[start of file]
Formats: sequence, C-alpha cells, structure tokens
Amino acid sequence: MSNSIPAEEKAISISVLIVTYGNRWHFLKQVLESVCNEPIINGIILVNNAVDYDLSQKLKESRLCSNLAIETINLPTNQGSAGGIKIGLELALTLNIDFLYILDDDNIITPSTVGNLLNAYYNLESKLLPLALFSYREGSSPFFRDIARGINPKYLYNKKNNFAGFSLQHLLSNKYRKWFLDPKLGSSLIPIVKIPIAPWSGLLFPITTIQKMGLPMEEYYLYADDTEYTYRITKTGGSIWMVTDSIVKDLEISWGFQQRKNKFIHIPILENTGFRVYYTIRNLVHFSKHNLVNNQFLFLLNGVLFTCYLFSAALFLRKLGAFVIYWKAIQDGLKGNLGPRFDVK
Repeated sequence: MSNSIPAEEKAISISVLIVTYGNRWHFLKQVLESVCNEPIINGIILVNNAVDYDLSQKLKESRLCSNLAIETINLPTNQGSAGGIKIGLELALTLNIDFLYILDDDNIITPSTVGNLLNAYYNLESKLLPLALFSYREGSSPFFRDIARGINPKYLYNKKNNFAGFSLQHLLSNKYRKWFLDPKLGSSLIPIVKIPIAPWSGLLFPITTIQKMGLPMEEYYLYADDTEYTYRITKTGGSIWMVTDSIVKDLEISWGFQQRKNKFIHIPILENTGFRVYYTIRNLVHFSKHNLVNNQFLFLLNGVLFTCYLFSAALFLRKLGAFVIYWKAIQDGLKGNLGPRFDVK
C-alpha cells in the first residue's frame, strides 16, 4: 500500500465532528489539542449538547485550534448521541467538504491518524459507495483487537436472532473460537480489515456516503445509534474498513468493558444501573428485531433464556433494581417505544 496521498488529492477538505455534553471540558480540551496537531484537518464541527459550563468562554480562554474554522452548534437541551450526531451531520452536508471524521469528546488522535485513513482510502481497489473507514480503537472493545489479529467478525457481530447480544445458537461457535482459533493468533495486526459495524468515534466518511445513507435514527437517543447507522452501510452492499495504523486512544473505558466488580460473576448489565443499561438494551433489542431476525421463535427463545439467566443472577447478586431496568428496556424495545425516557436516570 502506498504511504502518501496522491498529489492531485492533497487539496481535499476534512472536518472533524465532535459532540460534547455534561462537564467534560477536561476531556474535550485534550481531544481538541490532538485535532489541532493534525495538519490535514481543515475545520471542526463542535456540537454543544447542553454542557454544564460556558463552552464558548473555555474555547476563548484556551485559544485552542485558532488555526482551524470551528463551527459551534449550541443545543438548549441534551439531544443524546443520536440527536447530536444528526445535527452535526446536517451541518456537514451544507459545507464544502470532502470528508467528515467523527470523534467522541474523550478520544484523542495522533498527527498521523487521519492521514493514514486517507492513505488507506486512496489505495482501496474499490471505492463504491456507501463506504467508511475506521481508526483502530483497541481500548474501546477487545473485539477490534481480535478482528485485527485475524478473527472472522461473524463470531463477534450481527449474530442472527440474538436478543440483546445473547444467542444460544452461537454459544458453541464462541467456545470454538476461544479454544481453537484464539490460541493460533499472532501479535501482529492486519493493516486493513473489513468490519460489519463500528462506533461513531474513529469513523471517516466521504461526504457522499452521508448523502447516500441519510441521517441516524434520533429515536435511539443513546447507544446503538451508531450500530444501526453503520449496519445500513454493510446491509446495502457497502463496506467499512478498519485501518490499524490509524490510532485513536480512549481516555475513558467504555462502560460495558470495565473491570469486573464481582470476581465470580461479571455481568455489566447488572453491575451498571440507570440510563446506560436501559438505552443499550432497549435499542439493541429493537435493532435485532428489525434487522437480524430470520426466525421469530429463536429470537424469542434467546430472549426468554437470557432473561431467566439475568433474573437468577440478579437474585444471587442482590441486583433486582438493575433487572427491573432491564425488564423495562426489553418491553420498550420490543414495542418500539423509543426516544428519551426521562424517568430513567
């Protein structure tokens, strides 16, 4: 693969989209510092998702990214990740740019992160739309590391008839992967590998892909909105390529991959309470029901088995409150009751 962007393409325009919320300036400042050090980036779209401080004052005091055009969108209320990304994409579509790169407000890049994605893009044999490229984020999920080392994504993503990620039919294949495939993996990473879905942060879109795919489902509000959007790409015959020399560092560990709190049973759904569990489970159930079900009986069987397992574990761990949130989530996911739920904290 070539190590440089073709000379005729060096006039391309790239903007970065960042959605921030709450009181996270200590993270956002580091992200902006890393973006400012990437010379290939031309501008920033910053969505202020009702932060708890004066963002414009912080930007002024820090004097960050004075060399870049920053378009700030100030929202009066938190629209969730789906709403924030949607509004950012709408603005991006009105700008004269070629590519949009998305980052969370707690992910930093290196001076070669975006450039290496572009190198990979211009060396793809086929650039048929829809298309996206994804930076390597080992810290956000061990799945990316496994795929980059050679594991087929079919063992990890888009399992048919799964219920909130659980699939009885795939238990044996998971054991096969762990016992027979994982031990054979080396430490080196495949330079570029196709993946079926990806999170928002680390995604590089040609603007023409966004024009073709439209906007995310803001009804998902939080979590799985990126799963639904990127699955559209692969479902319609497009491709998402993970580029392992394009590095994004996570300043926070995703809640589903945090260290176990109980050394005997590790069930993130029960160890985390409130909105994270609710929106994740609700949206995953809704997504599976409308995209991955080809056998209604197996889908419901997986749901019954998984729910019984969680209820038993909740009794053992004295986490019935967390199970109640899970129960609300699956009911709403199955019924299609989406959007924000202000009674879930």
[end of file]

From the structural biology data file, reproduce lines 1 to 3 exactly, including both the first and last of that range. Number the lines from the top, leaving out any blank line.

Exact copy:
Formats: sequence, C-alpha cells, structure tokens
Amino acid sequence: MSNSIPAEEKAISISVLIVTYGNRWHFLKQVLESVCNEPIINGIILVNNAVDYDLSQKLKESRLCSNLAIETINLPTNQGSAGGIKIGLELALTLNIDFLYILDDDNIITPSTVGNLLNAYYNLESKLLPLALFSYREGSSPFFRDIARGINPKYLYNKKNNFAGFSLQHLLSNKYRKWFLDPKLGSSLIPIVKIPIAPWSGLLFPITTIQKMGLPMEEYYLYADDTEYTYRITKTGGSIWMVTDSIVKDLEISWGFQQRKNKFIHIPILENTGFRVYYTIRNLVHFSKHNLVNNQFLFLLNGVLFTCYLFSAALFLRKLGAFVIYWKAIQDGLKGNLGPRFDVK
Repeated sequence: MSNSIPAEEKAISISVLIVTYGNRWHFLKQVLESVCNEPIINGIILVNNAVDYDLSQKLKESRLCSNLAIETINLPTNQGSAGGIKIGLELALTLNIDFLYILDDDNIITPSTVGNLLNAYYNLESKLLPLALFSYREGSSPFFRDIARGINPKYLYNKKNNFAGFSLQHLLSNKYRKWFLDPKLGSSLIPIVKIPIAPWSGLLFPITTIQKMGLPMEEYYLYADDTEYTYRITKTGGSIWMVTDSIVKDLEISWGFQQRKNKFIHIPILENTGFRVYYTIRNLVHFSKHNLVNNQFLFLLNGVLFTCYLFSAALFLRKLGAFVIYWKAIQDGLKGNLGPRFDVK